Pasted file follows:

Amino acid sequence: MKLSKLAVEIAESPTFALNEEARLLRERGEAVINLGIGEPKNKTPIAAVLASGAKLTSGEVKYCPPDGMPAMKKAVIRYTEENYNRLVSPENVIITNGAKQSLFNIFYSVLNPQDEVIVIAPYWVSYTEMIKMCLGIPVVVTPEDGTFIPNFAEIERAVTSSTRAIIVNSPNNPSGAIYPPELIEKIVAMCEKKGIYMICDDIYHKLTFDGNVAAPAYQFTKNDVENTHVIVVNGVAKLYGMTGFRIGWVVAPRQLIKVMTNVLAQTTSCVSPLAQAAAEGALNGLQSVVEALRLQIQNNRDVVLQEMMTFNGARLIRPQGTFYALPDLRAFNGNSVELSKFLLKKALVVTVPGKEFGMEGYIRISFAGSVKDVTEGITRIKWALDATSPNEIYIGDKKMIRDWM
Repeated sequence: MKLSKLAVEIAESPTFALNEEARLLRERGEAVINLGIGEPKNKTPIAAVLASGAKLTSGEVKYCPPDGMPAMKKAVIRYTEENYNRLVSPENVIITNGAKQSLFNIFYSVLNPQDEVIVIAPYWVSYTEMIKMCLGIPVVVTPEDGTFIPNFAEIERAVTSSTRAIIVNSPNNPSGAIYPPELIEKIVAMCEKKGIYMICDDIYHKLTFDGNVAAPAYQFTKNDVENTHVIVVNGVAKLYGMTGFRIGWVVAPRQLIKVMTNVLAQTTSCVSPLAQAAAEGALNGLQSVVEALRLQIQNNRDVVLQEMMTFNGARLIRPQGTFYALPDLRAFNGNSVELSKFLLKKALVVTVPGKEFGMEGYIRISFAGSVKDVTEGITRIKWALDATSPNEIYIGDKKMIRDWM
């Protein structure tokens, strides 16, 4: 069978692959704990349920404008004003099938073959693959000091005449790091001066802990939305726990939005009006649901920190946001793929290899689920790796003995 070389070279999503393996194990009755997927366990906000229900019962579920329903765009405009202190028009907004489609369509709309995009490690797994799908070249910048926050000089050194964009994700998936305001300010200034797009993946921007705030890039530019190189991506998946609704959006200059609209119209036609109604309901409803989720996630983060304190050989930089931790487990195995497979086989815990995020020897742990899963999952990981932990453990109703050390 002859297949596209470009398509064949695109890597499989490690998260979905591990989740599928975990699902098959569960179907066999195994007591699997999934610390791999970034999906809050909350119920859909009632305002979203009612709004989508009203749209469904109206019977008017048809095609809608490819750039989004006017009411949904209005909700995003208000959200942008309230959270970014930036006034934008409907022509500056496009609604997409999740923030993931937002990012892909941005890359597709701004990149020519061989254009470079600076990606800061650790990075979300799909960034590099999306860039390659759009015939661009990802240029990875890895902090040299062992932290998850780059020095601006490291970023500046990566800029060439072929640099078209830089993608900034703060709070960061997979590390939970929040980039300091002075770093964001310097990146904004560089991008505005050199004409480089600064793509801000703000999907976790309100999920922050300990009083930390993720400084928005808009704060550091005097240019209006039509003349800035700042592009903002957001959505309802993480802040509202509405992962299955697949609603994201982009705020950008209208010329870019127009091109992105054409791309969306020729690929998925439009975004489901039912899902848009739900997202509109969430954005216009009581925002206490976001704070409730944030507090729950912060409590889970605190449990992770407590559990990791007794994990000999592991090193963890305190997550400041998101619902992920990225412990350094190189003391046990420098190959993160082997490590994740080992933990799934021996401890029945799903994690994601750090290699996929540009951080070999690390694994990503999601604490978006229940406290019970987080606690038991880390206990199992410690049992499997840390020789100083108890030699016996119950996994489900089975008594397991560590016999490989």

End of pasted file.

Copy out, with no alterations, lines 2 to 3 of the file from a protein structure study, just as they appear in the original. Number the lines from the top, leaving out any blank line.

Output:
Repeated sequence: MKLSKLAVEIAESPTFALNEEARLLRERGEAVINLGIGEPKNKTPIAAVLASGAKLTSGEVKYCPPDGMPAMKKAVIRYTEENYNRLVSPENVIITNGAKQSLFNIFYSVLNPQDEVIVIAPYWVSYTEMIKMCLGIPVVVTPEDGTFIPNFAEIERAVTSSTRAIIVNSPNNPSGAIYPPELIEKIVAMCEKKGIYMICDDIYHKLTFDGNVAAPAYQFTKNDVENTHVIVVNGVAKLYGMTGFRIGWVVAPRQLIKVMTNVLAQTTSCVSPLAQAAAEGALNGLQSVVEALRLQIQNNRDVVLQEMMTFNGARLIRPQGTFYALPDLRAFNGNSVELSKFLLKKALVVTVPGKEFGMEGYIRISFAGSVKDVTEGITRIKWALDATSPNEIYIGDKKMIRDWM
């Protein structure tokens, strides 16, 4: 069978692959704990349920404008004003099938073959693959000091005449790091001066802990939305726990939005009006649901920190946001793929290899689920790796003995 070389070279999503393996194990009755997927366990906000229900019962579920329903765009405009202190028009907004489609369509709309995009490690797994799908070249910048926050000089050194964009994700998936305001300010200034797009993946921007705030890039530019190189991506998946609704959006200059609209119209036609109604309901409803989720996630983060304190050989930089931790487990195995497979086989815990995020020897742990899963999952990981932990453990109703050390 002859297949596209470009398509064949695109890597499989490690998260979905591990989740599928975990699902098959569960179907066999195994007591699997999934610390791999970034999906809050909350119920859909009632305002979203009612709004989508009203749209469904109206019977008017048809095609809608490819750039989004006017009411949904209005909700995003208000959200942008309230959270970014930036006034934008409907022509500056496009609604997409999740923030993931937002990012892909941005890359597709701004990149020519061989254009470079600076990606800061650790990075979300799909960034590099999306860039390659759009015939661009990802240029990875890895902090040299062992932290998850780059020095601006490291970023500046990566800029060439072929640099078209830089993608900034703060709070960061997979590390939970929040980039300091002075770093964001310097990146904004560089991008505005050199004409480089600064793509801000703000999907976790309100999920922050300990009083930390993720400084928005808009704060550091005097240019209006039509003349800035700042592009903002957001959505309802993480802040509202509405992962299955697949609603994201982009705020950008209208010329870019127009091109992105054409791309969306020729690929998925439009975004489901039912899902848009739900997202509109969430954005216009009581925002206490976001704070409730944030507090729950912060409590889970605190449990992770407590559990990791007794994990000999592991090193963890305190997550400041998101619902992920990225412990350094190189003391046990420098190959993160082997490590994740080992933990799934021996401890029945799903994690994601750090290699996929540009951080070999690390694994990503999601604490978006229940406290019970987080606690038991880390206990199992410690049992499997840390020789100083108890030699016996119950996994489900089975008594397991560590016999490989």